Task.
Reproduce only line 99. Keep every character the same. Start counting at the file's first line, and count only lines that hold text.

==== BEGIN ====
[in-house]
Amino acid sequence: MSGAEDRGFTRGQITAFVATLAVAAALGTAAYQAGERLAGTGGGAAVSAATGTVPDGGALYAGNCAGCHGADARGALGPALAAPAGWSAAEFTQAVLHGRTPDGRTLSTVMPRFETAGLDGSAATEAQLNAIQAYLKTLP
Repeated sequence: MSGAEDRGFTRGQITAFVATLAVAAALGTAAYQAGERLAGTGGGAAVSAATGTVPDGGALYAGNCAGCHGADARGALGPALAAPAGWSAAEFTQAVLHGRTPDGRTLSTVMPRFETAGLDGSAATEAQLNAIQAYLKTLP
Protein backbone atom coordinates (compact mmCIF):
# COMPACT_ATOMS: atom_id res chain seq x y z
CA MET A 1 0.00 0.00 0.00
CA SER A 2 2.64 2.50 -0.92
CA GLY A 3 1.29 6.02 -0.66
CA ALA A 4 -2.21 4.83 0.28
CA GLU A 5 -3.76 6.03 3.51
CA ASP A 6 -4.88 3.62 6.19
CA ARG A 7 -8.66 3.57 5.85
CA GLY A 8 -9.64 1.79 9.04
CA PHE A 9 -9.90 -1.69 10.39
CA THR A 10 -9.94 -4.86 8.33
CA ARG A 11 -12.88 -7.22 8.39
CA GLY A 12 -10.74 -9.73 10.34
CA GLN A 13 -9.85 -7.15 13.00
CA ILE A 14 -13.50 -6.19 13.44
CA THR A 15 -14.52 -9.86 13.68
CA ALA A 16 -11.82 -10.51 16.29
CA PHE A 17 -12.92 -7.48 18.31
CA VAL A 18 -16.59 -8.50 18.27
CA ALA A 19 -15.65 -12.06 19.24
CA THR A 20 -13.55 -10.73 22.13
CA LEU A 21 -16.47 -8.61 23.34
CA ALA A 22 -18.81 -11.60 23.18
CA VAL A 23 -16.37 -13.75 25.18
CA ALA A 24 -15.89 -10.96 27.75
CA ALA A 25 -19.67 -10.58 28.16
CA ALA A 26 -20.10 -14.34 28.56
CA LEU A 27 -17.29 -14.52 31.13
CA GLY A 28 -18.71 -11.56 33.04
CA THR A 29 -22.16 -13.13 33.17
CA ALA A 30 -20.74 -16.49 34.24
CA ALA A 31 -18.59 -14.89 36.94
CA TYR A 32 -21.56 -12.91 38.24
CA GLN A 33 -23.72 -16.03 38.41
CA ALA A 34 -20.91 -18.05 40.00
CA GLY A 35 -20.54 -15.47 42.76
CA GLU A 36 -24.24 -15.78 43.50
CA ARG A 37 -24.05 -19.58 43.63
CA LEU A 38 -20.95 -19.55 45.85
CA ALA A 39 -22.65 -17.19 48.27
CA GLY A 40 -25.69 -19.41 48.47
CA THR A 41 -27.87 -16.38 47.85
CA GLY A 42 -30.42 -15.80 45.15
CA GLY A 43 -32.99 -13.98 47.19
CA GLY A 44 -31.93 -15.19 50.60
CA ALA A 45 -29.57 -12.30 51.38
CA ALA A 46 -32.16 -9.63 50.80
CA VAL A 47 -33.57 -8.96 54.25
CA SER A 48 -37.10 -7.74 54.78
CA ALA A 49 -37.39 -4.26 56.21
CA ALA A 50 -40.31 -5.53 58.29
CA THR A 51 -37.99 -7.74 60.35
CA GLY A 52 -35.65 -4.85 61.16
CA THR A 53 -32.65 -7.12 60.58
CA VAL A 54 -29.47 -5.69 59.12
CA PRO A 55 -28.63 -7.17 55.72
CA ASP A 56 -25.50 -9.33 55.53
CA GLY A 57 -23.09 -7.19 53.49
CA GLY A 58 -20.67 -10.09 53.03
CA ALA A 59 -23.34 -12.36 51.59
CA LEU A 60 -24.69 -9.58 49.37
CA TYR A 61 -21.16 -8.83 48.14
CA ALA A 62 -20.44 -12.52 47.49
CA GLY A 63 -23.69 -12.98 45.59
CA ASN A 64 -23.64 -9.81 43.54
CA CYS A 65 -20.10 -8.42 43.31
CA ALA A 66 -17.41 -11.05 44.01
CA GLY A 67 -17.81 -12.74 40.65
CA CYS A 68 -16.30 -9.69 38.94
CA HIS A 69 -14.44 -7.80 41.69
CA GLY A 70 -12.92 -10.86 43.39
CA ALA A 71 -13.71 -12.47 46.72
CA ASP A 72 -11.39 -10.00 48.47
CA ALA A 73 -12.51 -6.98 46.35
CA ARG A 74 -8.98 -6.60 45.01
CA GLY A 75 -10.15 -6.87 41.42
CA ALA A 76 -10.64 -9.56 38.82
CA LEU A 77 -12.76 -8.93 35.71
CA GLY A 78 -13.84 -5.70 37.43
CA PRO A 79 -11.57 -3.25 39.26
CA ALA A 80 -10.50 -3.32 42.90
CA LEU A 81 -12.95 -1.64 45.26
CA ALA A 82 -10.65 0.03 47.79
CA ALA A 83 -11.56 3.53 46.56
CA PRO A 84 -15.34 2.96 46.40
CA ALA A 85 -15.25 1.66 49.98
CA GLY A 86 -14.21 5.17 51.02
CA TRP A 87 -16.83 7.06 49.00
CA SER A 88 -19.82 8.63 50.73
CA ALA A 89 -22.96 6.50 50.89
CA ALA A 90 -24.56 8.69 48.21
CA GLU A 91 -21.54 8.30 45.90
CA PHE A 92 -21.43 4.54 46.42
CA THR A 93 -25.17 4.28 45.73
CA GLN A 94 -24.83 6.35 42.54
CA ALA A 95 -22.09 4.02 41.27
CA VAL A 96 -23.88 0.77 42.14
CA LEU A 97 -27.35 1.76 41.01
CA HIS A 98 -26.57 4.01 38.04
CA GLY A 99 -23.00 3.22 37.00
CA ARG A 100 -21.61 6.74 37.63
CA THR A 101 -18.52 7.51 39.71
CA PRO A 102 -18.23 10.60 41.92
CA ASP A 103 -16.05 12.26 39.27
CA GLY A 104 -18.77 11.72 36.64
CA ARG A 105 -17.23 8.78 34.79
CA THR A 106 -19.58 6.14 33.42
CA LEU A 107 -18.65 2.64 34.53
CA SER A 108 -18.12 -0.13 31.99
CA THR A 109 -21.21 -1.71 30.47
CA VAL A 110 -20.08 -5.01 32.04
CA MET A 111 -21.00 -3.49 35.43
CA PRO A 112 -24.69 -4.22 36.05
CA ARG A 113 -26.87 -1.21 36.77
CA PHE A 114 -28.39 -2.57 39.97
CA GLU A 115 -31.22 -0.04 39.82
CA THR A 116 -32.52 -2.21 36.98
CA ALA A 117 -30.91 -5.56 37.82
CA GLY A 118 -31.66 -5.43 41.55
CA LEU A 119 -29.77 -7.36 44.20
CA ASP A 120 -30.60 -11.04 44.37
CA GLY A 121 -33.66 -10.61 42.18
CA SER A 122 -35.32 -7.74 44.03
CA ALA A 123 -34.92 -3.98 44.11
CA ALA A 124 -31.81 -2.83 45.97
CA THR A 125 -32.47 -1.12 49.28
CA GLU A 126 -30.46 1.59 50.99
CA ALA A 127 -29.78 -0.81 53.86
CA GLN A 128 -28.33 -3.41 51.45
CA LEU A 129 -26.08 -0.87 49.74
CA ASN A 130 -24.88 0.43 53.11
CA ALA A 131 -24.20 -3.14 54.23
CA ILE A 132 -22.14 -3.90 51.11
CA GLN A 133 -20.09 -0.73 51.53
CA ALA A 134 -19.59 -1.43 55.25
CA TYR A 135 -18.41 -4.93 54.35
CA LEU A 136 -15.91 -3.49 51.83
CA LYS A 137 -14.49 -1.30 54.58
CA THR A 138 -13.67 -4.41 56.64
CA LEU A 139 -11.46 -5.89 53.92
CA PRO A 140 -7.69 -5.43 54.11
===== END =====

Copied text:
CA GLN A 94 -24.83 6.35 42.54